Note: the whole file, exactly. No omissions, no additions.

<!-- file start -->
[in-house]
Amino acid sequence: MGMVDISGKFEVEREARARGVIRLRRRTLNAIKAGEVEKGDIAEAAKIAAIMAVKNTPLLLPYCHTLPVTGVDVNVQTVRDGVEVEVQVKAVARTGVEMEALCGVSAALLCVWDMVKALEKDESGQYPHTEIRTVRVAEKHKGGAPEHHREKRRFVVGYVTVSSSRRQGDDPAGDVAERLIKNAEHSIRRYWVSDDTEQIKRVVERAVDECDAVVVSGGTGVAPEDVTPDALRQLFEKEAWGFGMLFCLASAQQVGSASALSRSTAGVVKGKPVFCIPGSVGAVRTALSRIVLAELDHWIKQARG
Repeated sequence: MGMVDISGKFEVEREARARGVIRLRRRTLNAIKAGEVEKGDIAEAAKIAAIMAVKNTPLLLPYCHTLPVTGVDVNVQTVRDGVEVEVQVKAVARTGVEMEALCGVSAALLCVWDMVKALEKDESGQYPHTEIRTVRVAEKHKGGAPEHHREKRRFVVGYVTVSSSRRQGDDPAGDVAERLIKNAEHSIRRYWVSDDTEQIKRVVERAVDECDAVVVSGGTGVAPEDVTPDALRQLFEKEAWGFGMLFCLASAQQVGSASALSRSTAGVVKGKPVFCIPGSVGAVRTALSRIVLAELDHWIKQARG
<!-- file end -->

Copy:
[in-house]
Amino acid sequence: MGMVDISGKFEVEREARARGVIRLRRRTLNAIKAGEVEKGDIAEAAKIAAIMAVKNTPLLLPYCHTLPVTGVDVNVQTVRDGVEVEVQVKAVARTGVEMEALCGVSAALLCVWDMVKALEKDESGQYPHTEIRTVRVAEKHKGGAPEHHREKRRFVVGYVTVSSSRRQGDDPAGDVAERLIKNAEHSIRRYWVSDDTEQIKRVVERAVDECDAVVVSGGTGVAPEDVTPDALRQLFEKEAWGFGMLFCLASAQQVGSASALSRSTAGVVKGKPVFCIPGSVGAVRTALSRIVLAELDHWIKQARG
Repeated sequence: MGMVDISGKFEVEREARARGVIRLRRRTLNAIKAGEVEKGDIAEAAKIAAIMAVKNTPLLLPYCHTLPVTGVDVNVQTVRDGVEVEVQVKAVARTGVEMEALCGVSAALLCVWDMVKALEKDESGQYPHTEIRTVRVAEKHKGGAPEHHREKRRFVVGYVTVSSSRRQGDDPAGDVAERLIKNAEHSIRRYWVSDDTEQIKRVVERAVDECDAVVVSGGTGVAPEDVTPDALRQLFEKEAWGFGMLFCLASAQQVGSASALSRSTAGVVKGKPVFCIPGSVGAVRTALSRIVLAELDHWIKQARG